“The man’s a fool,” Hal declared. “He’d better slap a ring on that finger before someone else comes along and does it for him.”
“Not likely in Dwadlo,” Mae mused. The town itself was made up of less than a hundred residents, but other folks lived in the surrounding areas and did their banking and shopping here. Main Street consisted of the General Store, Smith’s Grain and Feed, the livery, the mortuary, the town hall and jail (which was almost always empty), Doc Swede’s office, Rosie’s Café, and an empty building that had once housed the saloon. Mae hadn’t spotted a sign on any business yet advertising “Husbands,” but she was certain her patience would eventually win out.
With a final smile Hal moved off to pay for his goods. Mae hummed a little as she put the money box in the safe. Looking out the window, she noticed a stiff November wind snapping the red canvas awning that sheltered the store’s porch. Across the square, a large gazebo absorbed the battering wind. The usually active gathering place was now empty under a gray sky. On summer nights music played, and the smell of popcorn and roasted peanuts filled the air. Today the structure looked as though it were bracing for another winter storm. Sighing, Mae realized she already longed for green grass, blooming flowers, and warm breezes.
After Hal left Mae finished up the last of the chores and then reached for her warm wool cape. She usually enjoyed the short walk home from work, but today she was tired—and her feet hurt because of the new boots she’d purchased from the Montgomery Ward catalog. On the page they had looked comfortable with their high tops and polished leather, but on her feet they felt like a vise.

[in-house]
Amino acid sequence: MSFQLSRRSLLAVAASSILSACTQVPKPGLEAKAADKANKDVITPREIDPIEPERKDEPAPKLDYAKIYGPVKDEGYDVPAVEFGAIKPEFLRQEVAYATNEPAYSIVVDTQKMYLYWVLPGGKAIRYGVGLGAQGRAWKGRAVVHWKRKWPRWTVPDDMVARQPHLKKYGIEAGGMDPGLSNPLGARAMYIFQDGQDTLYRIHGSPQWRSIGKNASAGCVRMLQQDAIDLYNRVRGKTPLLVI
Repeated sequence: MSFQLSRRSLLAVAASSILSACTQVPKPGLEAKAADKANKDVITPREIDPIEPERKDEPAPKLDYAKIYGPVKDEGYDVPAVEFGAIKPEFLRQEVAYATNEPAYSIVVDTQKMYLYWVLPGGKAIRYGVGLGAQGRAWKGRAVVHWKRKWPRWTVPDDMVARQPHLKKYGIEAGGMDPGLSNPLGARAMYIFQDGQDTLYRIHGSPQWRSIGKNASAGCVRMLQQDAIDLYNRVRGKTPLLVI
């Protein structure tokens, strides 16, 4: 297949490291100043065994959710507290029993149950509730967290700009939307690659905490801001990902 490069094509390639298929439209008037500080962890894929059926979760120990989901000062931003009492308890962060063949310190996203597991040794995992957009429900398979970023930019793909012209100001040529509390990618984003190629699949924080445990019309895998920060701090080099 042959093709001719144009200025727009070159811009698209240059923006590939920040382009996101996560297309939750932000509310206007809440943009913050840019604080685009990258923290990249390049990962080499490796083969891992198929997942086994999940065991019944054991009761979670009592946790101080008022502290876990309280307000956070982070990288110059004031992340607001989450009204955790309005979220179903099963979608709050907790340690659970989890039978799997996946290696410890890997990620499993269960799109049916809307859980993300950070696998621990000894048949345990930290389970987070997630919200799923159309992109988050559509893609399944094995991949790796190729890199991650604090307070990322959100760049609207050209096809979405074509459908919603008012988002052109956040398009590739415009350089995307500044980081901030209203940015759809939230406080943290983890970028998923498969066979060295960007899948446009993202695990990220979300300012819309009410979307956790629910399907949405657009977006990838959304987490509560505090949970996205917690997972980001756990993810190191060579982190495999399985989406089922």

Slipping the cape’s hood over her hair, she said goodbye to Dale and then paused when her hand touched the doorknob. “Oh, dear. I really do need to check on Pauline again.”
“How’s she doing?” The store owner paused and leaned on his broom. “I noticed she hasn’t been in church recently.”
Dale always reminded Mae of an owl perching on a tree limb, his big, dark blue eyes swiveling here and there. He might not talk a body’s leg off, but he kept up on town issues. She admired the quiet little man for what he did for the community and respected the way he preached to the congregation on Sundays.
How was Pauline doing? Mae worried the question over in her mind. Pauline lived alone, and she shouldn’t. The elderly woman was Mae’s neighbor, and she checked on her daily, but Pauline was steadily losing ground.
“She’s getting more and more fragile, I’m afraid. Dale, have you ever heard Pauline speak of kin?”
The small man didn’t take even a moment to ponder the question. “Never heard her mention a single word about family of any kind.”
“Hmm…me neither. But surely she must have some.” Someone who should be here, in Dwadlo, looking after the frail soul. Mae didn’t resent the extra work, but the post office and her brother kept her busy, and she really didn’t have the right to make important decisions regarding the elderly woman’s rapidly failing health.
Striding back to the bread rack, she picked up a fresh loaf. Dale had private rooms at the back of the store where he made his home, and he was often up before dawn baking bread, pies, and cakes for the community. Most folks in town baked their own goods, but there were a few, widowers and such, who depended on Dale’s culinary skills. By this hour of the day the goods were usually gone, but a few remained. Placing a cherry pie in her basket as well, she called, “Add these things to my account, please, Dale. And pray for Pauline too.”
Nodding, he continued sweeping, methodically running the stiff broomcorn bristles across the warped wood floor.